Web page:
Wednesday, July 16, 2008

Learning to Breathe, Part 2

Monday was our Part 2 of 2 Prepared Childbirth class. And while I can't say that I gathered much new info in the field of breathing, I have picked up a few things in my two weeks there.

1. Apparently, there is a direct correlation between length of seminar and seriousness of the attendees. So the people in the 2 week class are there because they were pressured into doing it and don't have much time to waste on breathing, figuring it'll all go out the window once they're in labor anyway, while the people in the 5 week class are there to LEARN. As a result, the people in the 2 week class have a much better sense of humor about the whole thing and regularly make inappropriate comments about the process. These are my kind of people.
* This is based strictly on hearsay, as we fortunately, only attended the 2-week breathing seminar.

2. I have found several "labor positions" that are acceptable. Unfortunately, there seems to be an inverse correlation between the level of my comfort and that of my "labor partner" - aka, Bree. The most comfortable position involves him leaning on a chair and forming a "table" while I drape my full weight over him. Even without me writhing in excruciating pain, as I surely will be, something tells me this wouldn't last long in the real world.

3. I have seen things I can never unsee. I'll leave it at that.

4. To quote Bree, "There is no good way to do this, is there?"

At the end of the class, we were given a tour of the rather...cozy...labor and delivery rooms and handed our graduation certificates. Kind of like our dog did, upon completing Obedience School. Though he uses his new skills daily (if on a selective and limited basis), while most of my new Knowledge best be stored away, until the day I'm a contestant on Maternity Jeopardy.

Friday, July 11, 2008


Working at my job, I've learned a number of new phrases and acronyms. The first is the revealing "To be thrown under the bus." The second, the far more practical CYA, or "Cover Your Ass."

It should come as no surprise that CYA has applications far beyond the confines of television production. Professionals the world over, doctors chief among them, employ, nay embrace, CYA.

Case in point - several weeks ago, we found out that She-Blob is on the small side. Still within the bounds of "normal," but in a statistics-obsessed world, her percentiles weren't all that they could be. A litany of measurements, weigh-ins and sonograms ensued. Tape measures were brought out, fetal heart monitors were attached, specialists were consulted, bed rest was prescribed.

And though the entire time everyone reassured us that "Everything is more than likely fine," I found myself going to 2 appointments per week, being educated in the worst case scenario for everything that could possibly be wrong. The fact that I felt completely fine and She-Blob was doing her kickingest, was squarely ignored.

I dutifully attended all the appointments, sat patiently as a variety of machines reconfirmed time and time again that all was good in She-Blob world. It all came to a logic-defying pinnacle this week.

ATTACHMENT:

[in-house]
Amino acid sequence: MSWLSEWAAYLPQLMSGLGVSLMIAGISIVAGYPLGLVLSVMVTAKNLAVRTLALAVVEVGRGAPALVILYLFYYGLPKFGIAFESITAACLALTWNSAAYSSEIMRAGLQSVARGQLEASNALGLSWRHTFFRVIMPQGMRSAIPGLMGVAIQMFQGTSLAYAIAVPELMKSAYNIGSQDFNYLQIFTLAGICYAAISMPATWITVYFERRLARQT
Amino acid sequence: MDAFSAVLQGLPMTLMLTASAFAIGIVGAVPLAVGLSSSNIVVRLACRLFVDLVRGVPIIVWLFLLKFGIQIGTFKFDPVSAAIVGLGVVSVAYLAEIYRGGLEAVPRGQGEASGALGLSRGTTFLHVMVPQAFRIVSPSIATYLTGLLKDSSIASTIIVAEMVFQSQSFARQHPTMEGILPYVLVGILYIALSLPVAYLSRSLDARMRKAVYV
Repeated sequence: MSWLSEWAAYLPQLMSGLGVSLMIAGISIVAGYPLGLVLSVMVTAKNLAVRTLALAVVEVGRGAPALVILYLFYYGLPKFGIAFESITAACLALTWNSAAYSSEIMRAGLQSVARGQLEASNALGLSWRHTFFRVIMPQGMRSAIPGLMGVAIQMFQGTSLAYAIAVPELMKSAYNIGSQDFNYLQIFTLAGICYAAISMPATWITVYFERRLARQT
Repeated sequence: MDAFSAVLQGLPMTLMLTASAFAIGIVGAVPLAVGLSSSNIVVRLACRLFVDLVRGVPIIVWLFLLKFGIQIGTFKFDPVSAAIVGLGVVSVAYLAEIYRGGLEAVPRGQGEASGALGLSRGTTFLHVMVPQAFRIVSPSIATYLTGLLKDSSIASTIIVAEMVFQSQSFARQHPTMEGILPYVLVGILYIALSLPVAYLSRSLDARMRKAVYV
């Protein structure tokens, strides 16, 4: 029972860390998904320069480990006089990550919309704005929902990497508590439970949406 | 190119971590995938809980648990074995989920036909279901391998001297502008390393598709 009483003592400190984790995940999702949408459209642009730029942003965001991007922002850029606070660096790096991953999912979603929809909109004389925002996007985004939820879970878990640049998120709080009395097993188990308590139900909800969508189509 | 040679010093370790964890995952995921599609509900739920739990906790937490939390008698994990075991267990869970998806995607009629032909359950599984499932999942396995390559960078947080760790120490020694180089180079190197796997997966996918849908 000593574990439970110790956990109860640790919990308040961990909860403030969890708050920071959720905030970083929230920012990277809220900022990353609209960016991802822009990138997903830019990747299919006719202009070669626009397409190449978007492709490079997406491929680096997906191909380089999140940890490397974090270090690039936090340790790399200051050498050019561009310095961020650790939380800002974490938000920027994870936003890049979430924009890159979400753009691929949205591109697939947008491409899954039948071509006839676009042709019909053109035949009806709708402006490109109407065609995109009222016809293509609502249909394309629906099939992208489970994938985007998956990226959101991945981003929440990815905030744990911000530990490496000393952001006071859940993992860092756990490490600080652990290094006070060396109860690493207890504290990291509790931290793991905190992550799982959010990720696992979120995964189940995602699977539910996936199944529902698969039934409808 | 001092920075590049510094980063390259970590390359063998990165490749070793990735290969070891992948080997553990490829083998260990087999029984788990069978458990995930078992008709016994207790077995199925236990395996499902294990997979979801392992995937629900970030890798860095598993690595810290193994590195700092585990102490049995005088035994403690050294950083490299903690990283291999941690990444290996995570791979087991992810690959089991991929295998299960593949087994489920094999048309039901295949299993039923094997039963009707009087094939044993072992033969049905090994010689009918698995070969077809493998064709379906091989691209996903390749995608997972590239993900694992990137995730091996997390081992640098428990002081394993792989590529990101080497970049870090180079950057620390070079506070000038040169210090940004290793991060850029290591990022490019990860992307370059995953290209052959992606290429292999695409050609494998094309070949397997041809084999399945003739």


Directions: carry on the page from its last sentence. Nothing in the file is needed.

With my regular OB on vacation, I was seen by another doctor in the practice, one unfamiliar with the series of events that had brought me there. Looking at yet another round of good test results and my chart he asked incredulously, "So why are you here?"

"A good question," I thought. "Probably because no one wants to be responsible for telling me I no longer need to do this." Instead I explained the history of my "complications." "But you KNOW you're actually fine?" he asked. And I saw my ray of hope - perhaps this would be the end of my OB Office Penance. But no such luck - I was directed to make yet another appointment and go to the specialist for yet another sonogram.

That was today. The visit was going well - She-Blob had grown (apparently her only requirement) skyrocketing from the meager 15th percentile to the respectable (in my opinion) 30th. She's moving, she's kicking, her heart is clearly beating. All good signs. The doctor was impressed. "This is great," she said.

"So now what?" I asked, hoping for a response of "Well, maybe we'll have you come back one more time in a few weeks..." Instead I got the following explanation:

Just because everything was fine and continued to be fine, didn't mean it couldn't stop being fine at any moment. And the closer I am to my due date and the higher chance She-Blob has of having absolutely no complications, the more tragic it would be should something go wrong. So I should continue going to 2 appointments a week, if for no other reason than to be told that I'm STILL fine. And hopefully all goes well until I reach full term.

So let me apply this "logic" to another condition - No, you aren't having a heart attack. In fact, your heart looks healthier today than it did 2 weeks ago. Most likely, you're really not in any danger of having a heart attack any time soon. But how much more tragic would it be if you were to suddenly, unexpectedly have a heart attack now?! You better keep coming in for cardiograms.


Granted, I understand - in today's litigious society, heaven protect the doctor unfortunate enough to have told me that good health actually equaled a reduction in doctors visits and tests. Should something actually go wrong, my wrath and inevitable lawsuit would descend on her faster than you could say "sonogram." CYA must remain in full effect.

But I also suspect there may be another component to the over-cautious doctor/patient relationship. It's called BYI - bill your insurance...